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U.S. Department of State
Annual Report on International Religious Freedom for 1999

Released by the Bureau for Democracy, Human Rights, and Labor
Washington, DC, September 9, 1999


Section I. Freedom of Religion

The Constitution provides for freedom of religion, and the Government respects this right in practice.

The Government does not require religious groups to register. Religiously based nongovernmental organizations (NGO's) are subject to the same registration and licensing requirements as other NGO's.

Muslims constitute over 90 percent of the population. The main Muslim branches are Tijaniyah, Qadiriyah, Muridiyah, and Ahmadiyah. Except for the Ahmadiyah, all branches pray together at common mosques. An estimated 9 percent of the population practice Christianity and 1 percent practice animism, or traditional indigenous religions. The Christian community is predominantly Roman Catholic, but there also are several Protestant denominations, including Anglicans, Methodists, Baptists, Seventh-Day Adventists, Jehovah's Witnesses, and various small Protestant evangelical denominations.

The expatriate leadership and expatriate staff members of the Ahmadiyah Islamic branch, who left the country in 1997 claiming a fear of persecution after being criticized by the imam of the Statehouse Mosque, so far have not returned. However, the Gambian head of the Ahmadiyah branch returned from exile in November 1998. The imam of the Statehouse Mosque made no further criticism of the Ahmadiyah branch. The institutions of the Ahmadiyah that were closed as a result of the discord with the Statehouse Mosque were reopened in November 1998.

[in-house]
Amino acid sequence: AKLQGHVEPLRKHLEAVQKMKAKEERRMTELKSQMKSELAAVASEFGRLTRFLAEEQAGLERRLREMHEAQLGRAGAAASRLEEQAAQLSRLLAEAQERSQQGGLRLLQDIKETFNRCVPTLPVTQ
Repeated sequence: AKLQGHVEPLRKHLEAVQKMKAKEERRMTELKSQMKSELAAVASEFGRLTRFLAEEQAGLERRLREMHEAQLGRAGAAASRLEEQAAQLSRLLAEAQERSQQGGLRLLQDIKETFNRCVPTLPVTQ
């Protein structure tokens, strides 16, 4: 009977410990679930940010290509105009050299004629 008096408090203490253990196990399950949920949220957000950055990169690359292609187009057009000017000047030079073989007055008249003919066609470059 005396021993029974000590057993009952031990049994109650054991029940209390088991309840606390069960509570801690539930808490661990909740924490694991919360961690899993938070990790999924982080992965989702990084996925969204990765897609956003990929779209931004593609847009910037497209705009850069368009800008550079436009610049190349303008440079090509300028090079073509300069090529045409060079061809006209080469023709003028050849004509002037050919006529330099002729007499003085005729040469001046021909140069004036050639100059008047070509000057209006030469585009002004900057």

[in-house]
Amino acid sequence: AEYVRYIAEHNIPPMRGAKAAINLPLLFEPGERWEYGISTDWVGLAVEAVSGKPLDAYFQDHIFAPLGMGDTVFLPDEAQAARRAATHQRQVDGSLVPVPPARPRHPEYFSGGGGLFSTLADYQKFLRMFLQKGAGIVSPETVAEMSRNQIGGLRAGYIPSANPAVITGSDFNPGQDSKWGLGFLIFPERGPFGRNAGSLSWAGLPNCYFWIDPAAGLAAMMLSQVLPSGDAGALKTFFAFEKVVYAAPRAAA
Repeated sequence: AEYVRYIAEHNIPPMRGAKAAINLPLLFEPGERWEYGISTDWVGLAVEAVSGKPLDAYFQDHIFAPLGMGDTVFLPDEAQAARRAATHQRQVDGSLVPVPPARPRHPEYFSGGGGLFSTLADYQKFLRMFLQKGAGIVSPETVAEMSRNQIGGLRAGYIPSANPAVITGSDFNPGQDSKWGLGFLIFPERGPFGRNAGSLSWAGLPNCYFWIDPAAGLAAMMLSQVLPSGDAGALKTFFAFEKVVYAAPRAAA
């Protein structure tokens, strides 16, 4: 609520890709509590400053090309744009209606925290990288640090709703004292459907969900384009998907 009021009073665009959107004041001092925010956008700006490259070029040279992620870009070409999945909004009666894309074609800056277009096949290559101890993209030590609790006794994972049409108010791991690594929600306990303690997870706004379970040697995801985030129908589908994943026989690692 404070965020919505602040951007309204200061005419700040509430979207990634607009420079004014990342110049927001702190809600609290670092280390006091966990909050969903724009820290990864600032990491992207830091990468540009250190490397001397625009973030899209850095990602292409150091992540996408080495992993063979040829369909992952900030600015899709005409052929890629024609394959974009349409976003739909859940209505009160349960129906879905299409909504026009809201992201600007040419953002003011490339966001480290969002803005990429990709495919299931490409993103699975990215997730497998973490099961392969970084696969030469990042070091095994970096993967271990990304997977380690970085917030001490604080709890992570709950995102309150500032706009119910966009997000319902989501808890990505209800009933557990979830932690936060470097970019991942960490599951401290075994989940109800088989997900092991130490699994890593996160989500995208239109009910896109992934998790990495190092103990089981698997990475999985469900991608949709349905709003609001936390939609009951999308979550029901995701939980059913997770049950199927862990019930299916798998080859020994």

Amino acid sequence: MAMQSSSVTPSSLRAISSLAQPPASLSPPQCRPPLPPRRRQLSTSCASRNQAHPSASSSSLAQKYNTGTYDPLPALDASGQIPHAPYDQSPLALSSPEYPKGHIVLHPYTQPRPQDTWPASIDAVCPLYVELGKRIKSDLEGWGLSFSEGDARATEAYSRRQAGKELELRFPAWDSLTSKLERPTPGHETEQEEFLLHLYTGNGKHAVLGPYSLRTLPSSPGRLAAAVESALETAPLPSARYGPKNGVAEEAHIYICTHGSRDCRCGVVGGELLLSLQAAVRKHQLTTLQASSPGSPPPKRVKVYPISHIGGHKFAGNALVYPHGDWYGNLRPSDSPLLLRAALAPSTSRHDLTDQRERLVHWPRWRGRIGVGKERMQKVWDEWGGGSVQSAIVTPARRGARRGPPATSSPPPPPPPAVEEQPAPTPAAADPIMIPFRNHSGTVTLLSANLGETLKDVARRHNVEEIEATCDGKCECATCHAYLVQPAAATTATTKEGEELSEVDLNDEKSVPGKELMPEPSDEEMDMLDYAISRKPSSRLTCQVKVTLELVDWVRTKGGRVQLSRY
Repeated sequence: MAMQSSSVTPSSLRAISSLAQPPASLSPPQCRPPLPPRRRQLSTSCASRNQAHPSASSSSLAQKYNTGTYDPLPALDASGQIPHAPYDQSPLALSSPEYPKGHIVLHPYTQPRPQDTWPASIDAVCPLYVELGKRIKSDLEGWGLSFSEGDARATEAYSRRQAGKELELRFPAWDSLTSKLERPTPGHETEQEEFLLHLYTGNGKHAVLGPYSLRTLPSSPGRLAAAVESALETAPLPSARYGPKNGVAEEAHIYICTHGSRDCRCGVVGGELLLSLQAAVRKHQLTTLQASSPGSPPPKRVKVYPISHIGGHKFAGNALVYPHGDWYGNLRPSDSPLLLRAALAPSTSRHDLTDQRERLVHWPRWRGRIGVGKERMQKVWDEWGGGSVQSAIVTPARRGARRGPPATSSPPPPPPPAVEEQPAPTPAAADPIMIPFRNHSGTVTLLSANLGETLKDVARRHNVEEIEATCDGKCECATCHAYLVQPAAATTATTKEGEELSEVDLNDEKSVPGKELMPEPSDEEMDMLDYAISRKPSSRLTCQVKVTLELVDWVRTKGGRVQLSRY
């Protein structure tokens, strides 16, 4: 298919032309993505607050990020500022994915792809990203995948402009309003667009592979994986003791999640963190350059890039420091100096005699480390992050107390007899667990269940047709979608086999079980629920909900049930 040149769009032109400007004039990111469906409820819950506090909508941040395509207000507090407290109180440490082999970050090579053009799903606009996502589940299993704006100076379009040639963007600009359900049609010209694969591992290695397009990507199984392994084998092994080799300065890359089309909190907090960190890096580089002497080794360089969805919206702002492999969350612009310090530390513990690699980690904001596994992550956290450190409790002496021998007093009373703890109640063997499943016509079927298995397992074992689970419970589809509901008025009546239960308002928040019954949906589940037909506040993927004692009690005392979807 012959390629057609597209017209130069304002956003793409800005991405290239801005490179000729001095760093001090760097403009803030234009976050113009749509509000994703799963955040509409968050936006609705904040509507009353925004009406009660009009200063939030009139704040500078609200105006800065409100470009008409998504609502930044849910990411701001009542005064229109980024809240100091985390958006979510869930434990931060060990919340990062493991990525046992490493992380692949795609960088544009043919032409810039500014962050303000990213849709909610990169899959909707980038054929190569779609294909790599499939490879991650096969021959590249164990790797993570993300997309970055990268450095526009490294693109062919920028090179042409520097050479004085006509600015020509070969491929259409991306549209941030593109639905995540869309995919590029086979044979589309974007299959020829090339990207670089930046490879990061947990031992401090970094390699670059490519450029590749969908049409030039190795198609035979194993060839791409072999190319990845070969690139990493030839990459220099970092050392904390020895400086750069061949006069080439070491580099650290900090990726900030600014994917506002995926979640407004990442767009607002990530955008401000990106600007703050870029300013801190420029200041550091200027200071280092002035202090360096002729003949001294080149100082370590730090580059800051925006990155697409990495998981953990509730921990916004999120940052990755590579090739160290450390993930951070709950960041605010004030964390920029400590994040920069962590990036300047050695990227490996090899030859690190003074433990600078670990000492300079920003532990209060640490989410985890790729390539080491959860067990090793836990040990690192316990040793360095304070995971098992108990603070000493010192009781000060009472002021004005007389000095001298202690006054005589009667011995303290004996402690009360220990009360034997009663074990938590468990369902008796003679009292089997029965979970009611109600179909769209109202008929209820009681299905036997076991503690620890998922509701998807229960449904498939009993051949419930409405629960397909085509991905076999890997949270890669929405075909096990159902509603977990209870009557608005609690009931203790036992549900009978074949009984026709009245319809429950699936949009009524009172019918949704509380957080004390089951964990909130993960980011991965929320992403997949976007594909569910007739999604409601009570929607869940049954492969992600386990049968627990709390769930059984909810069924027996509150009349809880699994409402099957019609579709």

In May 1998, the imam of the largest mosque in Brikama was arrested in a dispute over minor construction work at a mosque that reportedly was financed by supporters of the ruling party. The imam, a largely apolitical figure who nevertheless is believed by many to oppose the ruling party, ordered a halt to the construction. Subsequently, he was arrested, together with a leading opposition party politician and eight others. After protracted legal proceedings, the imam was acquitted of charges of destruction of property and discharged in February 1999. The Government has refused to allow the imam to lead prayers at the mosque both as a result of this incident and due to pressure from his opponents in the community. The matter was being considered in the High Court at the end of June 1998.

The Government permits and does not limit religious instruction in schools. Bible and Koranic studies are provided in both public and private schools throughout the country without government restriction or interference. Religious instruction in public schools is provided at government expense, but is not mandatory.

There was no change in the status of respect for religious freedom during the period covered by this report.

There were no reports of religious detainees or prisoners.

There were no reports of the forced religious conversion of minor U.S. citizens who had been abducted or illegally removed from the United States, or of the Government's refusal to allow such citizens to be returned to the United States.

Section II. Societal Attitudes

There is religious tolerance and peaceful coexistence between differing religious groups, and there are amicable relations between the various religious communities. Intermarriage between members of different religious groups is legal and socially acceptable.

Section III. U.S. Government Policy

The U.S. Embassy discusses religious freedom with the Government in the overall context of the promotion of human rights.

[End of Document]

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Revised last: 10-09-1999